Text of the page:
There are certain experiences that everyone with hard to pronounce and hard to spell names share.

There are certain experiences that everyone with hard to pronounce and hard to spell names share.


The best example is probably roll call on the first day of class. As the teacher is about to take roll, he announces that he is "bad with names" and apologizes in advance for the butchering of names that is about to occur. He is making this disclaimer because of your name.


The teacher beings calling out names: "Adams." "Baker." "Carter."


Then there’s a pause. The teacher is squinting and holding the roll sheet two inches from his face. He gives several stuttering, far-from-confident attempts at your name.


You say "here" and then tell him the correct pronunciation, usually having to slow it down and say it multiple times.


You say you’ve been there? Pull up a chair. Let’s start a support group.


Hi, I’m Ann, and you may have noticed that my name began appearing in this paper a couple weeks ago. I’m a new reporter here.


You also may have looked at my last name and thought it was a typo. It isn’t.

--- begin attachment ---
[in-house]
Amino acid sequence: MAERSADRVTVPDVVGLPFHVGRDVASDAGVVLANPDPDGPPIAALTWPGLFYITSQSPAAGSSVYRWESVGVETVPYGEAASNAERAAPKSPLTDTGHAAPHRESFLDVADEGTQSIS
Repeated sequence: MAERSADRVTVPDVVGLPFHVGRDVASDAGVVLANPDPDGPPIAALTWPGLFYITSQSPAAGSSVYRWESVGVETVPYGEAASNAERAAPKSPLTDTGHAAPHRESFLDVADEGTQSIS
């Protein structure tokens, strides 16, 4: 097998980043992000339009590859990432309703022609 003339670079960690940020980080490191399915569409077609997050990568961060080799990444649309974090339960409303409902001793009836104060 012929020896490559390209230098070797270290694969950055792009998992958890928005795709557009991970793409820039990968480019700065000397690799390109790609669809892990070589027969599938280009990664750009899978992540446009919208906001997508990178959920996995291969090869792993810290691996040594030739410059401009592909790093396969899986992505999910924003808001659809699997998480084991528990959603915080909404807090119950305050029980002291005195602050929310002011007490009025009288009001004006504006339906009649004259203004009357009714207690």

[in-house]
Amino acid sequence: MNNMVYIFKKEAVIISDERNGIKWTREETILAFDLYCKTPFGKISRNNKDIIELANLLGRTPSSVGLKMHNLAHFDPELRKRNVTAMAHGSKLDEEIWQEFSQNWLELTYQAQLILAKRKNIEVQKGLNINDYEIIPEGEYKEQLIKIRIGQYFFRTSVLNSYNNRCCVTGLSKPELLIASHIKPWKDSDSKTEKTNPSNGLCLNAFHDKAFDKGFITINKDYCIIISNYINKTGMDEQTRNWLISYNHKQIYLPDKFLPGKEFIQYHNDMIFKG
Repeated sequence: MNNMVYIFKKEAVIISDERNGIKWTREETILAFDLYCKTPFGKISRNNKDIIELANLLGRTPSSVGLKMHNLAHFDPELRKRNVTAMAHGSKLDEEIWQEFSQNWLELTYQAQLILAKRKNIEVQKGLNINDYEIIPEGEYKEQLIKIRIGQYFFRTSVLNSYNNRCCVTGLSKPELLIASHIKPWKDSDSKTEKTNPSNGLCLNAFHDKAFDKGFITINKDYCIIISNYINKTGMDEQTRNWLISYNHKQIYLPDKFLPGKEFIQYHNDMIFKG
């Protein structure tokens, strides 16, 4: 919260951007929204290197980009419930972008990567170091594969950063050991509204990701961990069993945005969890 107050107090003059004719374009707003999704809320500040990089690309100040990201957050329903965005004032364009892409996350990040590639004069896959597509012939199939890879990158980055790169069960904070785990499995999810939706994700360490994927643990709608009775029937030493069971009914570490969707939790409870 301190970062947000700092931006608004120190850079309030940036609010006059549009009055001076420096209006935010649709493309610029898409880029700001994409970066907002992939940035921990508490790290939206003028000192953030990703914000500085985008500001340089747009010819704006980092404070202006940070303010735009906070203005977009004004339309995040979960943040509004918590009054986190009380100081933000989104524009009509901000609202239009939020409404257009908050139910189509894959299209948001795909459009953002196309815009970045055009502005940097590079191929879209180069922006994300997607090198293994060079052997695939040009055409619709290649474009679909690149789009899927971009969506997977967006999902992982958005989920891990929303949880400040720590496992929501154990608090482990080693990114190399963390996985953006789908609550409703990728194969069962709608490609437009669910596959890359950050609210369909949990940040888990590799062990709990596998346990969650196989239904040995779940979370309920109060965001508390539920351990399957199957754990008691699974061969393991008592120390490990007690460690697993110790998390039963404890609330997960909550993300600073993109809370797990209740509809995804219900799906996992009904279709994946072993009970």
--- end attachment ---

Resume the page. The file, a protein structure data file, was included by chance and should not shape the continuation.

I know. My name looks like someone angrily punched their keyboard. It looks like someone threw a handful of Scrabble letters against the wall and let them randomly fall into place.


It does not jibe with the English language. That’s because it’s Czech. The "j" is actually pronounced like an "i." The way I have pronounced it all my life is "Smy-stra-la." I’m a Smajstrla — there are not many of us.


The Smajstrla family’s biggest claim to fame might be Craig Smajstrla, a Major League Baseball player for the Houston Astros in the 1980s. Apparently he was nicknamed "Mr. Buy A Vowel" by broadcasters, which is fitting. I’ve never met or talked to Craig, but with a last name like "Smajstrla," we’ve got to be related, right?


I guess that’s one good thing about having a unique, albeit impossible to spell, surname. Encountering another person who shares it who you’ve never met before is always an interesting occasion because it’s so rare. If a Smajstrla meets another Smajstrla, there are exclamations of, "Where are you from?!" and "Let’s trace our genealogy!" Granted, this has only happened to me once in person and a couple times over social media.



Happy birthday Sunday to Katy Jones, Pat Wright and Dale McMillan, all of Denison; Dr. Jerry Gundersheimer, Talmadge Kemp, Mark Blanton, Ahjaleigh Smith, Hugh Maxwell, Alvin Wayne Gray, Joseangel Romeno and Terry Lynn Green, all of Sherman; twins, Ky Trader and Braedon Trader, both of Wylie; Geraldine Wimpee and Kyla Neal, both of Bells; Treva Anderson Bell of Bedford; Billy Wayne Pat of Leonard.


Happy anniversary Sunday to Eric and Sheri Gillespie of Hurst, 12 years.